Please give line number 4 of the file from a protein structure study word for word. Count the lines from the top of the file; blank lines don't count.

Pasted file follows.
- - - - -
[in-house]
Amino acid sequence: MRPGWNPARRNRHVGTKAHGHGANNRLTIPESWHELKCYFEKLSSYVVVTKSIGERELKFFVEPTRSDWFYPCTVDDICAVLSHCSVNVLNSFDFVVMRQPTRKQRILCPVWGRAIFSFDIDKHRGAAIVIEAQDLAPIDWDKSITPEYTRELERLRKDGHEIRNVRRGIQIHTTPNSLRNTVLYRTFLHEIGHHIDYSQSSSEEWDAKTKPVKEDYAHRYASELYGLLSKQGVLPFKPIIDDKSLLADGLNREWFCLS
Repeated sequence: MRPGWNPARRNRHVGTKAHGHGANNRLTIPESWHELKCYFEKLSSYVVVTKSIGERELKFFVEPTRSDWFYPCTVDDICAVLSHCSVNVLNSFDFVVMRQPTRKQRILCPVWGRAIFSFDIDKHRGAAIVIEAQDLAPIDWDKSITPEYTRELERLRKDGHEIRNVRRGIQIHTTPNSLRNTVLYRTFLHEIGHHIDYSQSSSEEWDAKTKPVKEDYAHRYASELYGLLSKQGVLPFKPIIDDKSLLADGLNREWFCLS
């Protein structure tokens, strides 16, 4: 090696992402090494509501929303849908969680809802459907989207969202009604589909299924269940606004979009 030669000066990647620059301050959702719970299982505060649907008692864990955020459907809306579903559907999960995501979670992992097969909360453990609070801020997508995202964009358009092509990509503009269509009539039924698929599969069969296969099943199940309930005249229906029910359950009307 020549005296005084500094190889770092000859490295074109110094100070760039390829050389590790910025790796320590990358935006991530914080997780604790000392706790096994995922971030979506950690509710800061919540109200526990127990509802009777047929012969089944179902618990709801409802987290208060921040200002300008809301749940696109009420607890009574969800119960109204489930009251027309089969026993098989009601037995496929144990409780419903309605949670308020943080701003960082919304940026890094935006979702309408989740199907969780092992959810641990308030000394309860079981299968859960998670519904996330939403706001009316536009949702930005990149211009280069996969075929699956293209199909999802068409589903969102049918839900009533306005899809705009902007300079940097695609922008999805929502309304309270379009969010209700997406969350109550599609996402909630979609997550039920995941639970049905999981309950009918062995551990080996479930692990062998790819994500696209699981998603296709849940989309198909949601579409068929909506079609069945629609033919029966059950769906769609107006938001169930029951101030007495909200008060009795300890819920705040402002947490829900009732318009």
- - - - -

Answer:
């Protein structure tokens, strides 16, 4: 090696992402090494509501929303849908969680809802459907989207969202009604589909299924269940606004979009 030669000066990647620059301050959702719970299982505060649907008692864990955020459907809306579903559907999960995501979670992992097969909360453990609070801020997508995202964009358009092509990509503009269509009539039924698929599969069969296969099943199940309930005249229906029910359950009307 020549005296005084500094190889770092000859490295074109110094100070760039390829050389590790910025790796320590990358935006991530914080997780604790000392706790096994995922971030979506950690509710800061919540109200526990127990509802009777047929012969089944179902618990709801409802987290208060921040200002300008809301749940696109009420607890009574969800119960109204489930009251027309089969026993098989009601037995496929144990409780419903309605949670308020943080701003960082919304940026890094935006979702309408989740199907969780092992959810641990308030000394309860079981299968859960998670519904996330939403706001009316536009949702930005990149211009280069996969075929699956293209199909999802068409589903969102049918839900009533306005899809705009902007300079940097695609922008999805929502309304309270379009969010209700997406969350109550599609996402909630979609997550039920995941639970049905999981309950009918062995551990080996479930692990062998790819994500696209699981998603296709849940989309198909949601579409068929909506079609069945629609033919029966059950769906769609107006938001169930029951101030007495909200008060009795300890819920705040402002947490829900009732318009």